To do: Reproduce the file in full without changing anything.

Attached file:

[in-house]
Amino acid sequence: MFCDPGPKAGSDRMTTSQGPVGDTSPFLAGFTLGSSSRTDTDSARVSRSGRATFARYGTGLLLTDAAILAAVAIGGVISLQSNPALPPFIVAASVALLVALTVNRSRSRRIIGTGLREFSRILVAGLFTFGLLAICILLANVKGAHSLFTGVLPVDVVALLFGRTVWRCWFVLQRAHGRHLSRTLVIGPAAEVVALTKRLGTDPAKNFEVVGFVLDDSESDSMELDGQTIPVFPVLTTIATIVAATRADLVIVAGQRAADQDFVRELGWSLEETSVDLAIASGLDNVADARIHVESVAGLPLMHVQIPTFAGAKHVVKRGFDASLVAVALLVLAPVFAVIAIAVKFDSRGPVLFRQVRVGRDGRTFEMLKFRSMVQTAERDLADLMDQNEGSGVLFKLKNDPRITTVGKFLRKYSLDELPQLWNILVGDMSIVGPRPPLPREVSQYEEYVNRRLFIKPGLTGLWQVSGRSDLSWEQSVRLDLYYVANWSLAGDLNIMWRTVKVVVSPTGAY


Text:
[in-house]
Amino acid sequence: MFCDPGPKAGSDRMTTSQGPVGDTSPFLAGFTLGSSSRTDTDSARVSRSGRATFARYGTGLLLTDAAILAAVAIGGVISLQSNPALPPFIVAASVALLVALTVNRSRSRRIIGTGLREFSRILVAGLFTFGLLAICILLANVKGAHSLFTGVLPVDVVALLFGRTVWRCWFVLQRAHGRHLSRTLVIGPAAEVVALTKRLGTDPAKNFEVVGFVLDDSESDSMELDGQTIPVFPVLTTIATIVAATRADLVIVAGQRAADQDFVRELGWSLEETSVDLAIASGLDNVADARIHVESVAGLPLMHVQIPTFAGAKHVVKRGFDASLVAVALLVLAPVFAVIAIAVKFDSRGPVLFRQVRVGRDGRTFEMLKFRSMVQTAERDLADLMDQNEGSGVLFKLKNDPRITTVGKFLRKYSLDELPQLWNILVGDMSIVGPRPPLPREVSQYEEYVNRRLFIKPGLTGLWQVSGRSDLSWEQSVRLDLYYVANWSLAGDLNIMWRTVKVVVSPTGAY